Time Management – 10 Areas to Improve
21 Jun 2016
Conflicting demands, inadequate assertiveness, entrenched habits – and the sometimes incomprehensible or erratic expectations of others, all put us under stress.
From time to time we all find themselves saying ‘there are not enough hours in the week’ and this is particularly the case when key tasks and major deliverables and important diary dates (like holidays) clash. Prioritizing important task over urgent is often a cases of awareness. Managers who manage their time effectively almost exclusively prioritize tasks and areas of focus; they work on ‘over the horizion’ tasks most days, as well as on ‘urgent’ requests that present themselves.
As you read through the lists below, look out for ideas that you know will help. Put at least one idea into action TODAY and plan when to act on others. The more self disciplined you are, the greater your success will be at improving your time management. Good luck :-).
• Keep calls short; stand during call
• Start by announcing goals for the call “We need to set up a meeting date/time”
• Have something in view that you’re waiting to get to after the call.
• E-mail notifications are an interruption and distraction – open and close Outlook only three/four times during the day. Deal with emails then. Manage other’s expectations.
• Check if you can deal with it in two minutes, reply there and then.
• If the response would take longer, consider calling the person to reply – it can often save time in the longer run
• Set up a rule to direct all cc and bcc emails in a ‘Read Later’ folder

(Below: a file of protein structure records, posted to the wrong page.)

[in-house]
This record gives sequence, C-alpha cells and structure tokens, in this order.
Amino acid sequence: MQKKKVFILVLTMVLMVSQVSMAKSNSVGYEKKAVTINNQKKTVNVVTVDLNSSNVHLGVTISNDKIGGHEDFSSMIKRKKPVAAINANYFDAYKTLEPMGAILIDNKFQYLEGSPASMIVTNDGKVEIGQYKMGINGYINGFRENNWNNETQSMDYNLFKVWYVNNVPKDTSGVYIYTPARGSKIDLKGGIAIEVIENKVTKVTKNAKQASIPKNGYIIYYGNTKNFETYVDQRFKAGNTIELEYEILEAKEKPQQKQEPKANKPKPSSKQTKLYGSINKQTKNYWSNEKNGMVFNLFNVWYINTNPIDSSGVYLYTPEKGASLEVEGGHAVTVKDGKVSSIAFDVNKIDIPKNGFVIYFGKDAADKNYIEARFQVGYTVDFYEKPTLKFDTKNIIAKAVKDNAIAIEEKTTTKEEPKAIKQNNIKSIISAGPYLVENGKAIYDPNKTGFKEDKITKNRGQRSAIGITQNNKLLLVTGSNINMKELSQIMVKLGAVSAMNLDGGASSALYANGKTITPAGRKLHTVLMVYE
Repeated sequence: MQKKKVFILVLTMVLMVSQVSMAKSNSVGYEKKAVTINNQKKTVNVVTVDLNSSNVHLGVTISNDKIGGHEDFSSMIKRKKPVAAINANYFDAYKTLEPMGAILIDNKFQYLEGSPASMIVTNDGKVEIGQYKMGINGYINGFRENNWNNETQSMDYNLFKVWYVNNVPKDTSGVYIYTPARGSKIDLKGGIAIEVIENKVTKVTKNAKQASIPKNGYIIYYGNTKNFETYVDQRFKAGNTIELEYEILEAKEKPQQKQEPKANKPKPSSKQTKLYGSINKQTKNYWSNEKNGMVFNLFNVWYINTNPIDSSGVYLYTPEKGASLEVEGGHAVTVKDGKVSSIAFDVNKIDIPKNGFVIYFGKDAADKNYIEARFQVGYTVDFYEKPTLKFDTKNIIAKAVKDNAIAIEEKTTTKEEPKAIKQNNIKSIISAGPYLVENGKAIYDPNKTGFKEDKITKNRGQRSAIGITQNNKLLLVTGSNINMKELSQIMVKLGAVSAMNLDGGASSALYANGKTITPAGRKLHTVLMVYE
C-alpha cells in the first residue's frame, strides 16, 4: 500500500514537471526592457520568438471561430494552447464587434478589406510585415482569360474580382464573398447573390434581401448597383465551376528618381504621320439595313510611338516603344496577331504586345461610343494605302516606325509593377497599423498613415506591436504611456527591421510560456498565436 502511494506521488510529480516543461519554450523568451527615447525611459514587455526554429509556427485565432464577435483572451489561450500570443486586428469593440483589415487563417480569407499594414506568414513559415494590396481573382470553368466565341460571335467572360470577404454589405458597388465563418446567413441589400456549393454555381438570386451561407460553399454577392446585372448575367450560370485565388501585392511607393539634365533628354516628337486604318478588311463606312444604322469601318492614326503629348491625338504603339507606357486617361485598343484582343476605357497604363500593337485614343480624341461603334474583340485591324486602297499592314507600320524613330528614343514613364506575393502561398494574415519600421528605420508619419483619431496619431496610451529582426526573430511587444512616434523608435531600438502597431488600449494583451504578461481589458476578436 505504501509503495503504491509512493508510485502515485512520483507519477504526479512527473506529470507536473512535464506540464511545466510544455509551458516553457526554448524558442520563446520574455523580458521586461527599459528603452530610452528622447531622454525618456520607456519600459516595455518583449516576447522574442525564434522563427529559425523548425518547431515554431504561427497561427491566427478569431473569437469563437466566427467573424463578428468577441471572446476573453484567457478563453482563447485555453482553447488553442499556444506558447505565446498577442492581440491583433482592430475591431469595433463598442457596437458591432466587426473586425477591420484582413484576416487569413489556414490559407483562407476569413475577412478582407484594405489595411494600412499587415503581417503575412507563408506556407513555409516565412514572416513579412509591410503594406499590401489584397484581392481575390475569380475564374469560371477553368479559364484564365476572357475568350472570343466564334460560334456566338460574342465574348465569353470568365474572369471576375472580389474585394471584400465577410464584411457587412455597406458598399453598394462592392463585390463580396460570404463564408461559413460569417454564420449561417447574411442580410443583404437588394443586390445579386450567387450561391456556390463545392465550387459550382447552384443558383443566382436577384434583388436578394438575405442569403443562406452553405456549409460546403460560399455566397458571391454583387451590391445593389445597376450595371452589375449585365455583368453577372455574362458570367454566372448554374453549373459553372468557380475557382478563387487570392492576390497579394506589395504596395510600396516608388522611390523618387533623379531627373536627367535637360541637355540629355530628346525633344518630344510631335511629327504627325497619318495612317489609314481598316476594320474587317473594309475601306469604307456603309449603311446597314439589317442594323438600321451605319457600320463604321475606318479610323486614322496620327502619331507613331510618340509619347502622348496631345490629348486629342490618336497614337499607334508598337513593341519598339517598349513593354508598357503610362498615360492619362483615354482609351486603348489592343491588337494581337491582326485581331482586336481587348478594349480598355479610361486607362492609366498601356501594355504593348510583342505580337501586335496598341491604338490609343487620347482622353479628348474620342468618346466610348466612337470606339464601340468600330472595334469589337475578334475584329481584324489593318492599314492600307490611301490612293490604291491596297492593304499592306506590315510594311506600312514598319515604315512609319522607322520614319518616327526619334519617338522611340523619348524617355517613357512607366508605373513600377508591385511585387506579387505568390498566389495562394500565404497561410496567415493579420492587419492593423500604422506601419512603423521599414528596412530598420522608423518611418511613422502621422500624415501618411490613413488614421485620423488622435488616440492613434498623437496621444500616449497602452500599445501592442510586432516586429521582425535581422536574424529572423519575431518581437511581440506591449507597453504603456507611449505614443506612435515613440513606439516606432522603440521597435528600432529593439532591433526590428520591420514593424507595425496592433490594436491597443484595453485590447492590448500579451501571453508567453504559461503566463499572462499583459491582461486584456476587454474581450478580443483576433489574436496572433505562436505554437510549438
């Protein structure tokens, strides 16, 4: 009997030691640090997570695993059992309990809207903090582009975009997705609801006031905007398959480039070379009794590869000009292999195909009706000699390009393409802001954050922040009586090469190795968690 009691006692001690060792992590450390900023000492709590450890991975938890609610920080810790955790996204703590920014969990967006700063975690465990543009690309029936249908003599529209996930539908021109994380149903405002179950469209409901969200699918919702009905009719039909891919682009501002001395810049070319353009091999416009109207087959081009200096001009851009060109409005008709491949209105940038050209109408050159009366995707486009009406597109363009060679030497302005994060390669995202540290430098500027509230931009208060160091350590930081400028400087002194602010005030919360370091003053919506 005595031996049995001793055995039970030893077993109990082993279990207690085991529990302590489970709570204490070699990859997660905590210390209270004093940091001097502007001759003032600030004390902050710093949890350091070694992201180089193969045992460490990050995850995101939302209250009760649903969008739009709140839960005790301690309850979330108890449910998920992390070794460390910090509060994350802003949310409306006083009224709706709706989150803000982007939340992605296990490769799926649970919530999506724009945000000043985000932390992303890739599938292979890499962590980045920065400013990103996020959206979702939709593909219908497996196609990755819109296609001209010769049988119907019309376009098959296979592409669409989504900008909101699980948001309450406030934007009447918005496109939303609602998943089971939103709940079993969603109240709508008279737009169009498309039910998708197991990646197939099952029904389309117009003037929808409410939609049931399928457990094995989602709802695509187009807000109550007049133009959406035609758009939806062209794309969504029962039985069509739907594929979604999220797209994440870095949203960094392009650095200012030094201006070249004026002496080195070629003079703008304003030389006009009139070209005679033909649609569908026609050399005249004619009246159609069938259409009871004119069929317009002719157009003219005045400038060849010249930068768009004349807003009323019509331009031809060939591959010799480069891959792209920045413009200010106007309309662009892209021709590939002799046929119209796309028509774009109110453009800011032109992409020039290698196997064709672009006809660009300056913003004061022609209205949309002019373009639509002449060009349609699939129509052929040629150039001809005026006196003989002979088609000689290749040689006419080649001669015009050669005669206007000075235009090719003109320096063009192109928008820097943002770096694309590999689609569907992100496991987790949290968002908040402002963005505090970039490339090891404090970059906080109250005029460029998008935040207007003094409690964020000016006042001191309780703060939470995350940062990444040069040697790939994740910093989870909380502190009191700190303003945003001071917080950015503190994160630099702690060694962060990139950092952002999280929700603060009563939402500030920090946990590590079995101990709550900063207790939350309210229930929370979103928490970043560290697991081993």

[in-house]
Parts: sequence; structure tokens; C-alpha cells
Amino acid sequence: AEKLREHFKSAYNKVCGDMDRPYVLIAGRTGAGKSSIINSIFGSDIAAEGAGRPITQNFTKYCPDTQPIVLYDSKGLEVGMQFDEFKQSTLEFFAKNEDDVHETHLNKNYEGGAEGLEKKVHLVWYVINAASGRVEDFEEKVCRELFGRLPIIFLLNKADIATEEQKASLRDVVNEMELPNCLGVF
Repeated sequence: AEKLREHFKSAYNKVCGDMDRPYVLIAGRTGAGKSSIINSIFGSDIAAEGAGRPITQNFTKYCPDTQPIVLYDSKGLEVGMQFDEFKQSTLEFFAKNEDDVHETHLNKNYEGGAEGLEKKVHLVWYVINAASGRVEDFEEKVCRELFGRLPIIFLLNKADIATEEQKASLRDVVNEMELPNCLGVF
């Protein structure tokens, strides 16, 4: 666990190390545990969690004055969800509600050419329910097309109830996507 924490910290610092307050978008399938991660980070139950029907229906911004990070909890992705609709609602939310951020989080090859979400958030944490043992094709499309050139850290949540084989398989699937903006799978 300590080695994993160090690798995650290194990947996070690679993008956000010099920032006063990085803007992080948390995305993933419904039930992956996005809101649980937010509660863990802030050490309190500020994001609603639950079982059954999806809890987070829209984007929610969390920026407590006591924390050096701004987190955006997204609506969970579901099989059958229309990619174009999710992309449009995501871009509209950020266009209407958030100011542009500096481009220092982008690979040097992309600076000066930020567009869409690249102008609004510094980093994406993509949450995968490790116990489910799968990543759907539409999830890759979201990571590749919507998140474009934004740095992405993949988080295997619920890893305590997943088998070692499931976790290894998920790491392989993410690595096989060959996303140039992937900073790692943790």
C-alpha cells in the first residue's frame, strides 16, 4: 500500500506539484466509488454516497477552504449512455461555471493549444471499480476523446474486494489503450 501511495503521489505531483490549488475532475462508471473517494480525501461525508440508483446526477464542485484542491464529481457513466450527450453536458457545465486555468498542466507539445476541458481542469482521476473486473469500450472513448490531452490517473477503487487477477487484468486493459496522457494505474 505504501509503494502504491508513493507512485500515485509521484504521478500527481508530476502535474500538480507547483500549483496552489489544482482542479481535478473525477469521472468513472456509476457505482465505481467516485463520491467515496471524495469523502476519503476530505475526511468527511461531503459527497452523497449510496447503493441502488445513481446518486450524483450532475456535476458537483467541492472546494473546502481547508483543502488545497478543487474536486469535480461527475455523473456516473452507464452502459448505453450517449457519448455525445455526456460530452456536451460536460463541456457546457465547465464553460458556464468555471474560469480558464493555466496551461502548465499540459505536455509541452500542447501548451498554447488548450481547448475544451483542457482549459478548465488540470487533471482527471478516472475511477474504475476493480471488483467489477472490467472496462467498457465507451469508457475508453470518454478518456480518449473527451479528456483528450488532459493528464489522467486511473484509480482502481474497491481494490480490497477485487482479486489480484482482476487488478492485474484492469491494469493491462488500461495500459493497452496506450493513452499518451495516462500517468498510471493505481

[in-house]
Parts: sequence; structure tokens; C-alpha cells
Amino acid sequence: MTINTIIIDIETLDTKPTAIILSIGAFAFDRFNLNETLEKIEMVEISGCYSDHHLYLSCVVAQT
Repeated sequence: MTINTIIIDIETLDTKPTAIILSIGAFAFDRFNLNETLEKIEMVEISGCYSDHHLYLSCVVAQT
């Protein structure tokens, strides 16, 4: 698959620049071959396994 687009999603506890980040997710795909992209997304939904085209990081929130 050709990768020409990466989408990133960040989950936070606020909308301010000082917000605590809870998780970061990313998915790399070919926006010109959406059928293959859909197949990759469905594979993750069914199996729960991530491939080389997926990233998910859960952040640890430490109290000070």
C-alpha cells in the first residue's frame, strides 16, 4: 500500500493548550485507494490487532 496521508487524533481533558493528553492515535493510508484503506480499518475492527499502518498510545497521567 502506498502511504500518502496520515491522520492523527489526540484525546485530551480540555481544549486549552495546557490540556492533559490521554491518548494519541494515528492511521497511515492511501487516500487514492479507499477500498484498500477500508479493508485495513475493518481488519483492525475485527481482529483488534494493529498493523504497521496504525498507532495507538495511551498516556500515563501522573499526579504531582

3. Scheduling Yourself
• Find your dead time. Schedule meetings, phone calls, and mundane stuff during it
• Add ‘Prep Time for X’ to your diary and
• Everything you do is an opportunity cost.
• Learn to say “No”, “Not now”, “Not yet”
• Use MS Outlook (or equivalent) as calendar, prioritised action list. Sync with all your other devices
• Keep your TO DO list ordered by priorities (not due dates)
• use Michael Linenberger’s Urgency Zones – my pdf version is available on request – email business at blue-quay.co.uk
5. Know when to say Yes
• Will this help me achieve my objectives?
• Will this help me get promoted?
• Will this help me get my bonus?
• Keep “help me” broadly defined
• Reinforce behavior you want repeated
6. Assert yourself with Gentle No’s / Cutting Things Short
• “I’ll do it if you can’t find someone else”
• “I’ll be your deep fall back,” but you have to keep searching.
• “I’m in the middle of something now…”
• Start with “I only have X minutes” — you can always extend this
• Stand up when you want to bring conversation/meeting to an end, walk towards door, summarize, thank, end
7. Thinking it through
• What am I doing that doesn’t really need to be done?
• What am I doing that could be done by someone else?
• What am I doing that could be done more efficiently?
• What do I do that wastes others’ time?
• What is urgent, not urgent, important, not important ?
• Delegate tasks that stretch and develop others
• Grant authority with responsibility.
• Explain the relative importance of this task – this is the ‘why’
• Choose things you can accomplish more quickly or better with help
• People rise to the challenge: Delegate “until they complain”
• Average manager spends > 40% of time in meetings (How valuable are yours in terms of achieving your objectives?)
• Divert the landline phone. Silence mobiles.
• Maximum of 1 hour per meeting
• Prepare: there must be an agenda, planned outputs and inputs
• Have those present take turns in recording meeting notes
• Only record and track decisions made in the meeting, who is responsible? by when?
• Don’t let email be a reason to avoid ‘talking’. In general, people with good relationships with others are more effective in influencing, leading and achieving.
• Before you send an email, ask yourself, would they respond better by phone or a quick meeting ?
• Cross connect your SM so that one message distributes to several other platforms